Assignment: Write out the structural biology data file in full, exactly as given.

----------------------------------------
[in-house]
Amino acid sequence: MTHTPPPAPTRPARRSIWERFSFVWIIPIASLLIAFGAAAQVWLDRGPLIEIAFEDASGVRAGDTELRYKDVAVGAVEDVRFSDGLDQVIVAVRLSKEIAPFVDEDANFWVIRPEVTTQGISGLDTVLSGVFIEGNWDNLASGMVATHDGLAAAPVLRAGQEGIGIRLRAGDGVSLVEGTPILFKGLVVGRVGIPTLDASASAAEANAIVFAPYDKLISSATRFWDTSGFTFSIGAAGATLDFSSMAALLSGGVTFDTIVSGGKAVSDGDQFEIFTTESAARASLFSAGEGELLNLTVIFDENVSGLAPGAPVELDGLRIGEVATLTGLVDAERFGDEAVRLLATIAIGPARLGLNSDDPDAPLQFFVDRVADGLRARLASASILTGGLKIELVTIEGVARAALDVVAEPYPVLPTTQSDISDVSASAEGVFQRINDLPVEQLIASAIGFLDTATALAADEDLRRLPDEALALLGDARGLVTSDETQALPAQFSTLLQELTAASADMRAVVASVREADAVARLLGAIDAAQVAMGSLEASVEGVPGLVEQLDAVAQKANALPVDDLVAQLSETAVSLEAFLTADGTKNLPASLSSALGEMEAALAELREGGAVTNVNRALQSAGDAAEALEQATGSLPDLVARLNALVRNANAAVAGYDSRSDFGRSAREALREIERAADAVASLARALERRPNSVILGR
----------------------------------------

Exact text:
[in-house]
Amino acid sequence: MTHTPPPAPTRPARRSIWERFSFVWIIPIASLLIAFGAAAQVWLDRGPLIEIAFEDASGVRAGDTELRYKDVAVGAVEDVRFSDGLDQVIVAVRLSKEIAPFVDEDANFWVIRPEVTTQGISGLDTVLSGVFIEGNWDNLASGMVATHDGLAAAPVLRAGQEGIGIRLRAGDGVSLVEGTPILFKGLVVGRVGIPTLDASASAAEANAIVFAPYDKLISSATRFWDTSGFTFSIGAAGATLDFSSMAALLSGGVTFDTIVSGGKAVSDGDQFEIFTTESAARASLFSAGEGELLNLTVIFDENVSGLAPGAPVELDGLRIGEVATLTGLVDAERFGDEAVRLLATIAIGPARLGLNSDDPDAPLQFFVDRVADGLRARLASASILTGGLKIELVTIEGVARAALDVVAEPYPVLPTTQSDISDVSASAEGVFQRINDLPVEQLIASAIGFLDTATALAADEDLRRLPDEALALLGDARGLVTSDETQALPAQFSTLLQELTAASADMRAVVASVREADAVARLLGAIDAAQVAMGSLEASVEGVPGLVEQLDAVAQKANALPVDDLVAQLSETAVSLEAFLTADGTKNLPASLSSALGEMEAALAELREGGAVTNVNRALQSAGDAAEALEQATGSLPDLVARLNALVRNANAAVAGYDSRSDFGRSAREALREIERAADAVASLARALERRPNSVILGR